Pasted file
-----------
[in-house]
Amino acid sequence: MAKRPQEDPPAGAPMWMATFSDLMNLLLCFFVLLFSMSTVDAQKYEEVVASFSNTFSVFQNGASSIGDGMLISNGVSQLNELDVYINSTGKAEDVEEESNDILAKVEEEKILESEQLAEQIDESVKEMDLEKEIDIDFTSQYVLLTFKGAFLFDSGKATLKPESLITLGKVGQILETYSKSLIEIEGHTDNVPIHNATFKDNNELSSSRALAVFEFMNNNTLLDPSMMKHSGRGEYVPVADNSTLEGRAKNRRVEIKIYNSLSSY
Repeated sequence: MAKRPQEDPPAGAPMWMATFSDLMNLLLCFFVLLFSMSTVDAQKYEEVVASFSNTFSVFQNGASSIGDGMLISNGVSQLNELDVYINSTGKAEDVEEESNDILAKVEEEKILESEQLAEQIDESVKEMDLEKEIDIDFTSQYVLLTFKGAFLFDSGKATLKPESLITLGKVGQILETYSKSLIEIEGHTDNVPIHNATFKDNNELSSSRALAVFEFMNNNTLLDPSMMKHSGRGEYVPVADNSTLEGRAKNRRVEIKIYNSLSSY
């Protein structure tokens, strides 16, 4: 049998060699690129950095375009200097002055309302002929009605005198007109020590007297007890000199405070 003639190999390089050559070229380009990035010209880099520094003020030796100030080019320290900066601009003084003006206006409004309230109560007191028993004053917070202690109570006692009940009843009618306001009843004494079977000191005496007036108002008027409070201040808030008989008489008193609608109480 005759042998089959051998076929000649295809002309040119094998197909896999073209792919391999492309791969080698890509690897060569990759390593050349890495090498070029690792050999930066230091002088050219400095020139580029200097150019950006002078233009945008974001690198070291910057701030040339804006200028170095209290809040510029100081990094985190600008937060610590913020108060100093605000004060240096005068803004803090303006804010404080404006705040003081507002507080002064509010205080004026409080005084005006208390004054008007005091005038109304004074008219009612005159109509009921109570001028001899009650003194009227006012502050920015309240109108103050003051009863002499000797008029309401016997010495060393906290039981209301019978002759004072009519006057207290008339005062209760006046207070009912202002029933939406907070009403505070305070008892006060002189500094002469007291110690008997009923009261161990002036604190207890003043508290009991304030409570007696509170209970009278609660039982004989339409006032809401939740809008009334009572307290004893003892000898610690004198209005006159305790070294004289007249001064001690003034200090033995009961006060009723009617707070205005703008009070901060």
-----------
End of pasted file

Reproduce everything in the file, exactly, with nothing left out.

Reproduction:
[in-house]
Amino acid sequence: MAKRPQEDPPAGAPMWMATFSDLMNLLLCFFVLLFSMSTVDAQKYEEVVASFSNTFSVFQNGASSIGDGMLISNGVSQLNELDVYINSTGKAEDVEEESNDILAKVEEEKILESEQLAEQIDESVKEMDLEKEIDIDFTSQYVLLTFKGAFLFDSGKATLKPESLITLGKVGQILETYSKSLIEIEGHTDNVPIHNATFKDNNELSSSRALAVFEFMNNNTLLDPSMMKHSGRGEYVPVADNSTLEGRAKNRRVEIKIYNSLSSY
Repeated sequence: MAKRPQEDPPAGAPMWMATFSDLMNLLLCFFVLLFSMSTVDAQKYEEVVASFSNTFSVFQNGASSIGDGMLISNGVSQLNELDVYINSTGKAEDVEEESNDILAKVEEEKILESEQLAEQIDESVKEMDLEKEIDIDFTSQYVLLTFKGAFLFDSGKATLKPESLITLGKVGQILETYSKSLIEIEGHTDNVPIHNATFKDNNELSSSRALAVFEFMNNNTLLDPSMMKHSGRGEYVPVADNSTLEGRAKNRRVEIKIYNSLSSY
């Protein structure tokens, strides 16, 4: 049998060699690129950095375009200097002055309302002929009605005198007109020590007297007890000199405070 003639190999390089050559070229380009990035010209880099520094003020030796100030080019320290900066601009003084003006206006409004309230109560007191028993004053917070202690109570006692009940009843009618306001009843004494079977000191005496007036108002008027409070201040808030008989008489008193609608109480 005759042998089959051998076929000649295809002309040119094998197909896999073209792919391999492309791969080698890509690897060569990759390593050349890495090498070029690792050999930066230091002088050219400095020139580029200097150019950006002078233009945008974001690198070291910057701030040339804006200028170095209290809040510029100081990094985190600008937060610590913020108060100093605000004060240096005068803004803090303006804010404080404006705040003081507002507080002064509010205080004026409080005084005006208390004054008007005091005038109304004074008219009612005159109509009921109570001028001899009650003194009227006012502050920015309240109108103050003051009863002499000797008029309401016997010495060393906290039981209301019978002759004072009519006057207290008339005062209760006046207070009912202002029933939406907070009403505070305070008892006060002189500094002469007291110690008997009923009261161990002036604190207890003043508290009991304030409570007696509170209970009278609660039982004989339409006032809401939740809008009334009572307290004893003892000898610690004198209005006159305790070294004289007249001064001690003034200090033995009961006060009723009617707070205005703008009070901060």